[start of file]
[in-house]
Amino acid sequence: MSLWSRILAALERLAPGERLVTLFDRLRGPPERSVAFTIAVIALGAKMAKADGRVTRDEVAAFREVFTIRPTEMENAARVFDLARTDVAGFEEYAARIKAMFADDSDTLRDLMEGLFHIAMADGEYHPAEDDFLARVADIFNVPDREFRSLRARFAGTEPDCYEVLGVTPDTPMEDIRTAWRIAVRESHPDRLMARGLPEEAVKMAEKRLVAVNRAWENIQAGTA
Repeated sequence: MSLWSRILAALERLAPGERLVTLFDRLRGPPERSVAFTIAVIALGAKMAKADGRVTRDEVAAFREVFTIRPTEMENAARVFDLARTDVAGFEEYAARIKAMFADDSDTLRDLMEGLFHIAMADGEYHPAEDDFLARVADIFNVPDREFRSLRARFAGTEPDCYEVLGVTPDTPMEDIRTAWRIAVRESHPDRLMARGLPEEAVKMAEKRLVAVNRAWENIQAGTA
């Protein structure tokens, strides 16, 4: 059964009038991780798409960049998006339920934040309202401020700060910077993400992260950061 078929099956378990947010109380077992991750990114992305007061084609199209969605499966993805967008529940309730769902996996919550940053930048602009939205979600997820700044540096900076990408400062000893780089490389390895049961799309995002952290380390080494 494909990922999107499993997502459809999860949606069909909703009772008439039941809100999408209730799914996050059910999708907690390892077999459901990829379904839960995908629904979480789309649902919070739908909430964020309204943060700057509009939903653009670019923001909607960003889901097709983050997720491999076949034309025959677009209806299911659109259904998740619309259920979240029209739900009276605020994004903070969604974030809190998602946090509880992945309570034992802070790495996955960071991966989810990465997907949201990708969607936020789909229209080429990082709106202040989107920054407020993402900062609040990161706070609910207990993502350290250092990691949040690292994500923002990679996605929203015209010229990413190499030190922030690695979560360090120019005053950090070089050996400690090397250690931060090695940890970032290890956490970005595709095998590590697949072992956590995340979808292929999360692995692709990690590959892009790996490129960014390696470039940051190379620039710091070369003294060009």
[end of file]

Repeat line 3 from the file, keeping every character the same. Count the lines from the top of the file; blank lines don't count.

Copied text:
Repeated sequence: MSLWSRILAALERLAPGERLVTLFDRLRGPPERSVAFTIAVIALGAKMAKADGRVTRDEVAAFREVFTIRPTEMENAARVFDLARTDVAGFEEYAARIKAMFADDSDTLRDLMEGLFHIAMADGEYHPAEDDFLARVADIFNVPDREFRSLRARFAGTEPDCYEVLGVTPDTPMEDIRTAWRIAVRESHPDRLMARGLPEEAVKMAEKRLVAVNRAWENIQAGTA